It is currently reported that in the interior of the largest of the islands, Viti Levu, there exists an extensive table-land, with a large lake, on which the natives cross with canoes. The highest peak in the island, and probably in all Figi, is that of Voma, which was first ascended, in 1860, by Dr. Seemann, in company with Mr. Pritchard and Colonel Smythe. At the elevation of 2500 feet above the sea, the virgin forests were entered, and a vegetation quite different from that of the lowlands encountered; all the trees being densely loaded with orchids, mosses, lichens, and ferns.
The third island in size of the Figian group is Taviuni; it is about twenty-four miles long and nine broad, and is traversed by a chain of mountains about 2000 feet high, the tops of which are usually wrapped in clouds. Dr. Seemann thus describes the appearance of Taviuni: "Stately cocoa-nut palms page 224gird the beach, whilst the mountain sides are covered by dense forests full of fine timber, and abounding in wild pigeons and the 'kula,' a species of parroquet (Coriphilus solitarius), valued on account of its scarlet feathers by the Tonguese, and still more by the Samoans, for ornamenting mats. Numerous streams and mountain torrents, fed principally by a lake at the summit, descend in every direction, and greatly add to the beauty of the scenery. The northern shores especially, forming, in conjunction with the opposite island of Vanua Levu the straits of Somo-somo, teem with vegetation, and present a picture of extreme fertility. The trees and bushes are everywhere overgrown by white, blue, and pink convolvulus and other creepers, often entwined in graceful festoons. Here and there the eye descries cleared patches of cultivation, or low brushwood, overtopped by the. feathery crowns of magnificent tree-ferns, with villages nestling among them. The air is laden with moisture, and there is scarcely a day without a shower of rain."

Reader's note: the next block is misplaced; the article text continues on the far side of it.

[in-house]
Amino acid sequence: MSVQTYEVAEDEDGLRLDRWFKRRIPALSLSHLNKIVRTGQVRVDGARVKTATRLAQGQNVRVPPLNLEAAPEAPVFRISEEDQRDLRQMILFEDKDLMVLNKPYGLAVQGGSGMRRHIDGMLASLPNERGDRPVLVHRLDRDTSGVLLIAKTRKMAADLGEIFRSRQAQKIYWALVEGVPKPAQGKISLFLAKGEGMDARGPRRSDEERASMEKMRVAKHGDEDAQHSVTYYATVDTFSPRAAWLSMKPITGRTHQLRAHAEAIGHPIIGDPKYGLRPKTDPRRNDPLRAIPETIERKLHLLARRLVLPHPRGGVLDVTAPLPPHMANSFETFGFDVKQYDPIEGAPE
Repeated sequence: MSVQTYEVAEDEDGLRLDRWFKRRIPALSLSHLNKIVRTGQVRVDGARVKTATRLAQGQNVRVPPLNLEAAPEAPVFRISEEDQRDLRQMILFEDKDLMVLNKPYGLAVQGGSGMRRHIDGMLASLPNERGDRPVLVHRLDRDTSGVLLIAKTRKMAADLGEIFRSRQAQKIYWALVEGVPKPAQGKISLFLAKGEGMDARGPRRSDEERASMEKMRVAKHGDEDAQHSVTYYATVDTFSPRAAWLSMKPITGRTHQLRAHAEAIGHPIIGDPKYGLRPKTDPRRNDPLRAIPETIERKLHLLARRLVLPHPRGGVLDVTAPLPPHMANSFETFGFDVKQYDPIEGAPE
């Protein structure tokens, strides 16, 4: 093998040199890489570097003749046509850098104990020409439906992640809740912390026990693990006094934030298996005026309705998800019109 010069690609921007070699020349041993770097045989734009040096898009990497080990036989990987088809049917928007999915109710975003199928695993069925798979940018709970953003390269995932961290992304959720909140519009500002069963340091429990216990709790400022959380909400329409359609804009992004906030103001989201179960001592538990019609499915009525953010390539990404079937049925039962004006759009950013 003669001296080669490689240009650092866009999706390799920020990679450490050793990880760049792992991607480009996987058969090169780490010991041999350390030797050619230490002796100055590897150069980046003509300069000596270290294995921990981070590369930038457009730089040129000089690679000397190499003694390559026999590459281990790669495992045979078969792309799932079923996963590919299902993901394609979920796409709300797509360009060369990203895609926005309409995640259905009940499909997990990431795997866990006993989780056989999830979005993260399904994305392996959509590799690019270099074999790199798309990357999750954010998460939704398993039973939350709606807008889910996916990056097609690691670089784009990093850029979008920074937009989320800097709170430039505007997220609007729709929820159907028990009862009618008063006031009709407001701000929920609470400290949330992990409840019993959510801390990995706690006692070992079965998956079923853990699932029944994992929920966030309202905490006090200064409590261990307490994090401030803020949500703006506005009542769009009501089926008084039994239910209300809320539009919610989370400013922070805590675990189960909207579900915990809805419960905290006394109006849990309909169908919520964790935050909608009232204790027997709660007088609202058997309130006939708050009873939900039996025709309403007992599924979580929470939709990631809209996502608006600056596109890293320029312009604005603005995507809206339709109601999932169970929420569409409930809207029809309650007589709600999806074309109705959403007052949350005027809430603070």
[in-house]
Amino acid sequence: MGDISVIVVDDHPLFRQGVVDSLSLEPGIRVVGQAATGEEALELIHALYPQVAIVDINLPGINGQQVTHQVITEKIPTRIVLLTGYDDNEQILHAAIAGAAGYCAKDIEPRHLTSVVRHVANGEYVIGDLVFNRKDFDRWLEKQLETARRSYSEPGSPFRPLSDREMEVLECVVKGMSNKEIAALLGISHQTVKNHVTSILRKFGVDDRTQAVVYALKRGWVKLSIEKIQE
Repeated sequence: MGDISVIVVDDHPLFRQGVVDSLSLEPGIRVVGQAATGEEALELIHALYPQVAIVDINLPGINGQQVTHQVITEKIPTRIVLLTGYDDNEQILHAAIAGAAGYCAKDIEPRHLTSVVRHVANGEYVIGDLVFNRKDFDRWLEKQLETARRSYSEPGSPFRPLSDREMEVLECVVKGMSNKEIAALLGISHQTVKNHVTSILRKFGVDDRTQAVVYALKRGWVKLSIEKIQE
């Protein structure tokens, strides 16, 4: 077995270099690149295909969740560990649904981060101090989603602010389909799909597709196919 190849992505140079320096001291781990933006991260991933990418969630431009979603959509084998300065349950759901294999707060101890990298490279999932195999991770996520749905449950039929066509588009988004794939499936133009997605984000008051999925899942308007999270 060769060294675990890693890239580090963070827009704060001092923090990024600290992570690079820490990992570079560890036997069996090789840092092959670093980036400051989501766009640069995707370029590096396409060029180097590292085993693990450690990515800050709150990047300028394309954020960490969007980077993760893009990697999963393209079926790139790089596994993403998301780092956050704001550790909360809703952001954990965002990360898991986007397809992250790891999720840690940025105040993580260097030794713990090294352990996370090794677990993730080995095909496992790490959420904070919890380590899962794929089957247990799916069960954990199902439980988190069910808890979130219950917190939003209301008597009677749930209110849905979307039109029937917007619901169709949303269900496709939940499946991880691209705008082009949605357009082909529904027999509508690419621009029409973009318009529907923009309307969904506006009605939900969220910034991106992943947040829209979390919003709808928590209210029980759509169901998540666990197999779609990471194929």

The summit of the mountain of Somo-somo, in Taviuni, consists of a large extinct crater, filled by a clear, deep lake, full of eels, the north-eastern part of which is entirely covered with a vegetable mass several feet in thickness, and sufficiently solid to bear the weight of persons wading across it. This jelly-like mass is composed of microscopic waterplants, and so much resembles in colour and appearance the green fat of the turtle, that the natives say the fat of all the turtles eaten in Figi is transported thither by some supernatural agency.page 225